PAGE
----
Photographs by Tijmen Stam
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12 Comments to “Joan of Arc at the Panthéon”

  1. Marty says:

    I just started reading Mark Twain’s novel about Joan of Arc. I haven’t finished but so far it is very good. The chapter about the poem is hilarious!

  2. Catherine Delors says:

    And to you to, Matterhorn! I wrote a new post on Jehanne this year.

  3. Matterhorn says:

    How wonderful! Happy Feast Day!

  4. Catherine Delors says:

    Thank you for the recommendation, Agnes!

  5. Try Pamela Marcantel’s novel ” An Army of Angels, A Novel of Joan of Arc”. It was published about 12 years ago, and I loved it. It is still available at Amazon

  6. Catherine Delors says:

    Thanks to all for your great comments:

    Sandra – I am too intimidated by the subject, or not brave enough, to give it a try at this time. 
    Elisa – Yes, I had heard of Mark Twain’s novel, though I have not read it. It is not his best known work. Do you recommend it?
    Julianne, Elena – Thank you! It is always a joy to write about Jehanne, and a challenge to produce anything remotely worthy of her. Elena, congratulations 
    Franklin – True, Jehanne, while very much a woman of her time, raises issues that resonate in any era. Thanks for bringing up these quotations of Lincoln and reminding us of the religious inspiration of his quest for justice.
  7. Elisa says:

    In response to Sandra’s question: Mark Twain wrote a novel about Jeanne and spent some time researching before penning it.

  8. Thank you, Catherine, for such a magnificent tribute to La Pucelle!

  9. Franklin Michaels says:

    Dear Catherine –

    I was captured by this post, rereading first your wonderful treatment from last year, and then Christine de Pizan’s Le Ditie de Jehanne d’Arc. Talk about the embodiment of the late Middle Ages in terms of her view of being the embodiment of God’s grace, and yet sounding almost like Abraham Lincoln in his Second Inaugural Address: slavery was the great national sin, which required the spilling of blood in atonement, by armies executing the will of God, because to deny that is to deny the will of God.

    Tell me if I’ve got it wrong, but it seems as though the idea of the embodiment of God’s will in “the Maid” – while remaining deeply Medieval – is not (except of course for the angel thing) so far removed from Lincoln, four centuries later. As Lincoln put it before the New Jersey Senate en route to his first inauguration:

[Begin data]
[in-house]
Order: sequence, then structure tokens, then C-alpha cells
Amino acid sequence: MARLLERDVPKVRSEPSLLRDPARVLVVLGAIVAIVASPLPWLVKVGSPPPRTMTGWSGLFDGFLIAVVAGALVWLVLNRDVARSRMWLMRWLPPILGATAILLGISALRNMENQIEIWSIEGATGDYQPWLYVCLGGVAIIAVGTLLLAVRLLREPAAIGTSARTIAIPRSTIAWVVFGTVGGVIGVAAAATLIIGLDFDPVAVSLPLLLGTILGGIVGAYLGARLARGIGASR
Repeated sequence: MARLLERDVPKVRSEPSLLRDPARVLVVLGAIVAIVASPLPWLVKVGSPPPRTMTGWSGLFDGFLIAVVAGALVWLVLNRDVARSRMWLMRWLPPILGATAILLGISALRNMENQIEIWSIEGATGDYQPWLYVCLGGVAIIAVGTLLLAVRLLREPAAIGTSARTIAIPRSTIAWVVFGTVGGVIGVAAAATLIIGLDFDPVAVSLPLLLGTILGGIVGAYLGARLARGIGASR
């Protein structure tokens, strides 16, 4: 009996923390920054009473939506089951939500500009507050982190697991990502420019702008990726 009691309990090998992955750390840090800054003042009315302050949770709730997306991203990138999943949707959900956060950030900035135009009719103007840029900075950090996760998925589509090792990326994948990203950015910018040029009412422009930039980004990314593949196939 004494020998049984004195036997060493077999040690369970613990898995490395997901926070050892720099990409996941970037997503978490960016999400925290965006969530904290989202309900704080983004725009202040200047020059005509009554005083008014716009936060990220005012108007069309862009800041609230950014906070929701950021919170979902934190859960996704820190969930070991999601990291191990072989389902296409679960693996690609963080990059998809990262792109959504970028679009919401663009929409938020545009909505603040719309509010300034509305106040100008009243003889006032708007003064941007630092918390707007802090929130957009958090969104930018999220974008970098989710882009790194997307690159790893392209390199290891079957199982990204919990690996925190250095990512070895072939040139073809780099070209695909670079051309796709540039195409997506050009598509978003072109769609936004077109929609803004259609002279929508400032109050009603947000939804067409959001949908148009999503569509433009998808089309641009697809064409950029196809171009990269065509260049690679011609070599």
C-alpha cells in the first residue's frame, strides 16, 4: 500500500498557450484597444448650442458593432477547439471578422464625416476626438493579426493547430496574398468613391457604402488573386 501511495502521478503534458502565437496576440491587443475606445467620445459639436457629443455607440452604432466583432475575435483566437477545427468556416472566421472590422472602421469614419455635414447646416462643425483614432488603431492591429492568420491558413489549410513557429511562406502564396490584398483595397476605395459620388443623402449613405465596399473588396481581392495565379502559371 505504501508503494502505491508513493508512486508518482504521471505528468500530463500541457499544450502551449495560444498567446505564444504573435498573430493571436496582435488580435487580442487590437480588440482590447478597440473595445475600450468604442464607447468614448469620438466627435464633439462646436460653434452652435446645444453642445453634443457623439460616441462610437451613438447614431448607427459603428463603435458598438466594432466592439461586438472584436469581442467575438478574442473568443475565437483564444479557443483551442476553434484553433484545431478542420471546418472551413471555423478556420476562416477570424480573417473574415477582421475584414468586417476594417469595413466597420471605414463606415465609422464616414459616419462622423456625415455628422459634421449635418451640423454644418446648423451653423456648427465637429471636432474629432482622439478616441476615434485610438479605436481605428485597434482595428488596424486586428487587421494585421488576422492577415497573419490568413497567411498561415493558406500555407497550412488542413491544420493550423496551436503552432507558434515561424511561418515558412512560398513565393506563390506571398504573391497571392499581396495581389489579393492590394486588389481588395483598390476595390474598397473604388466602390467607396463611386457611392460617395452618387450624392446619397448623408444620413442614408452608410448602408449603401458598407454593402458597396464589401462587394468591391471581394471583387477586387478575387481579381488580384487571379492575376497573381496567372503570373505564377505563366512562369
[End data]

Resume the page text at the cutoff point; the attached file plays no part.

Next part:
“I am exceedingly anxious that this Union, the Constitution, and the liberties of the people shall be perpetuated in accordance with the original idea for which that struggle was made, and I shall be most happy indeed if I shall be an humble instrument in the hands of the Almighty, and of this, his almost chosen people, for perpetuating the object of that great struggle.”

    “A Second Look at Lincoln’s Second Inaugural,” Lucus E. Morel, professor of political science at Washington and Lee University,

    And if you really want to see the poetry of the speech fully explored, check out “Lincoln’s Greatest Speech?,” by Gary Wills, The Atlantic, September, 1999 Wills best summarizes how he sees Lincoln’s theology, in this:

    “He did not begin the war with abolition as a goal. It was necessary for military purposes by the time of his limited and conditional Emancipation Proclamation, and then in the opportunity given Congress for initiating the Thirteenth Amendment. The force that led him was, he came to believe, divine.”

    Ring any bells?

    “As he wrote to Mrs. Horace Mann, when she asked for an immediate emancipation of all slave children in the spring of 1864, ‘I have not the power to grant all they ask, I trust they will remember that God has, and that, as it seems, He wills to do it.'”

  10. Thank you for the links to the primary documents! Jeanne’s is a fascinating story.

  11. Thank you for this post about St. Joan at the Pantheon. I thoroughly enjoyed exploring Pantheon during one of my trips to Paris–it is so emblematic of the historical relationship between the Church and the State before, during, and after the Revolution.

  12. That’s a wonderful account, Catherine. Have you considered writing a biographical novel about her? (Or has an excellent one already been written?)